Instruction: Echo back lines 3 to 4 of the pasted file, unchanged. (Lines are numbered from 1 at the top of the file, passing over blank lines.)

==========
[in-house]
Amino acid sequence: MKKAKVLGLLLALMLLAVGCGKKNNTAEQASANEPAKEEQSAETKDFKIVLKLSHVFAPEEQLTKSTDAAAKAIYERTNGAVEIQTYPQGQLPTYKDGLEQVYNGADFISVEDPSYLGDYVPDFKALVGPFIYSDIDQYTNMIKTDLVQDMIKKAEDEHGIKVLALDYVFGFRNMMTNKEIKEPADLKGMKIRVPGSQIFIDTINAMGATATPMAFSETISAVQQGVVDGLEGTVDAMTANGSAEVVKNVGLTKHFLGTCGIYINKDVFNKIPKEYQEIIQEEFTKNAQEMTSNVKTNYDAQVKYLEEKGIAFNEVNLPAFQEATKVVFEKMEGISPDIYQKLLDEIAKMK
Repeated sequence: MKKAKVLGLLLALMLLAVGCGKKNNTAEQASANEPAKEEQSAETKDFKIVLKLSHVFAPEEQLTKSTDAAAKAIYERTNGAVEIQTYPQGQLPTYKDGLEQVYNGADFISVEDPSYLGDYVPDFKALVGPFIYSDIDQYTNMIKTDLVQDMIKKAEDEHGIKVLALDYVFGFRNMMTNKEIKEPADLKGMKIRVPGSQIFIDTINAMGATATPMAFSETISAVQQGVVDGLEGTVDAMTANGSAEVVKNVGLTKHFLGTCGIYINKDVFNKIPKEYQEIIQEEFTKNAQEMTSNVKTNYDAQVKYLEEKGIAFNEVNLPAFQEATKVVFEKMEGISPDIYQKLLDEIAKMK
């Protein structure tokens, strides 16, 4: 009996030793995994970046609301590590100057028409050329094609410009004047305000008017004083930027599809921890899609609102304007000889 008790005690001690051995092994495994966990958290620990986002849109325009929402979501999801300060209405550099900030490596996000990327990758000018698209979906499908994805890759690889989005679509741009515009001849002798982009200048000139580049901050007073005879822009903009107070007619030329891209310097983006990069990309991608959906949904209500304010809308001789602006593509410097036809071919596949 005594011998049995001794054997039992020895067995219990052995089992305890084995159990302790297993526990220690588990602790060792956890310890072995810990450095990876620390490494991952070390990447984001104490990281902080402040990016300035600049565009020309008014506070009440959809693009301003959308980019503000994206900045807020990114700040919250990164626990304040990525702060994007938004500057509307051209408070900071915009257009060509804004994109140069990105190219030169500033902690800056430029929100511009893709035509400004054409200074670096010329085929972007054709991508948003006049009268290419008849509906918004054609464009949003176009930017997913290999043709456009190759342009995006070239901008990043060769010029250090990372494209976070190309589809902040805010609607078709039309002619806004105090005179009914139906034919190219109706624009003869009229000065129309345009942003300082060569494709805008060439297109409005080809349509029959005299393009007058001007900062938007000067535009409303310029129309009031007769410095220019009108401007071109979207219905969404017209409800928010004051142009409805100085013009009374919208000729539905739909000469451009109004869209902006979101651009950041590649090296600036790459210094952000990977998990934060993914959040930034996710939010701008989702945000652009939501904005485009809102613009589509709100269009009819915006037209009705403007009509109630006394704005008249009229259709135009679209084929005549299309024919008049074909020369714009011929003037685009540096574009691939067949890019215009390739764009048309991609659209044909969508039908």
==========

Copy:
Repeated sequence: MKKAKVLGLLLALMLLAVGCGKKNNTAEQASANEPAKEEQSAETKDFKIVLKLSHVFAPEEQLTKSTDAAAKAIYERTNGAVEIQTYPQGQLPTYKDGLEQVYNGADFISVEDPSYLGDYVPDFKALVGPFIYSDIDQYTNMIKTDLVQDMIKKAEDEHGIKVLALDYVFGFRNMMTNKEIKEPADLKGMKIRVPGSQIFIDTINAMGATATPMAFSETISAVQQGVVDGLEGTVDAMTANGSAEVVKNVGLTKHFLGTCGIYINKDVFNKIPKEYQEIIQEEFTKNAQEMTSNVKTNYDAQVKYLEEKGIAFNEVNLPAFQEATKVVFEKMEGISPDIYQKLLDEIAKMK
């Protein structure tokens, strides 16, 4: 009996030793995994970046609301590590100057028409050329094609410009004047305000008017004083930027599809921890899609609102304007000889 008790005690001690051995092994495994966990958290620990986002849109325009929402979501999801300060209405550099900030490596996000990327990758000018698209979906499908994805890759690889989005679509741009515009001849002798982009200048000139580049901050007073005879822009903009107070007619030329891209310097983006990069990309991608959906949904209500304010809308001789602006593509410097036809071919596949 005594011998049995001794054997039992020895067995219990052995089992305890084995159990302790297993526990220690588990602790060792956890310890072995810990450095990876620390490494991952070390990447984001104490990281902080402040990016300035600049565009020309008014506070009440959809693009301003959308980019503000994206900045807020990114700040919250990164626990304040990525702060994007938004500057509307051209408070900071915009257009060509804004994109140069990105190219030169500033902690800056430029929100511009893709035509400004054409200074670096010329085929972007054709991508948003006049009268290419008849509906918004054609464009949003176009930017997913290999043709456009190759342009995006070239901008990043060769010029250090990372494209976070190309589809902040805010609607078709039309002619806004105090005179009914139906034919190219109706624009003869009229000065129309345009942003300082060569494709805008060439297109409005080809349509029959005299393009007058001007900062938007000067535009409303310029129309009031007769410095220019009108401007071109979207219905969404017209409800928010004051142009409805100085013009009374919208000729539905739909000469451009109004869209902006979101651009950041590649090296600036790459210094952000990977998990934060993914959040930034996710939010701008989702945000652009939501904005485009809102613009589509709100269009009819915006037209009705403007009509109630006394704005008249009229259709135009679209084929005549299309024919008049074909020369714009011929003037685009540096574009691939067949890019215009390739764009048309991609659209044909969508039908």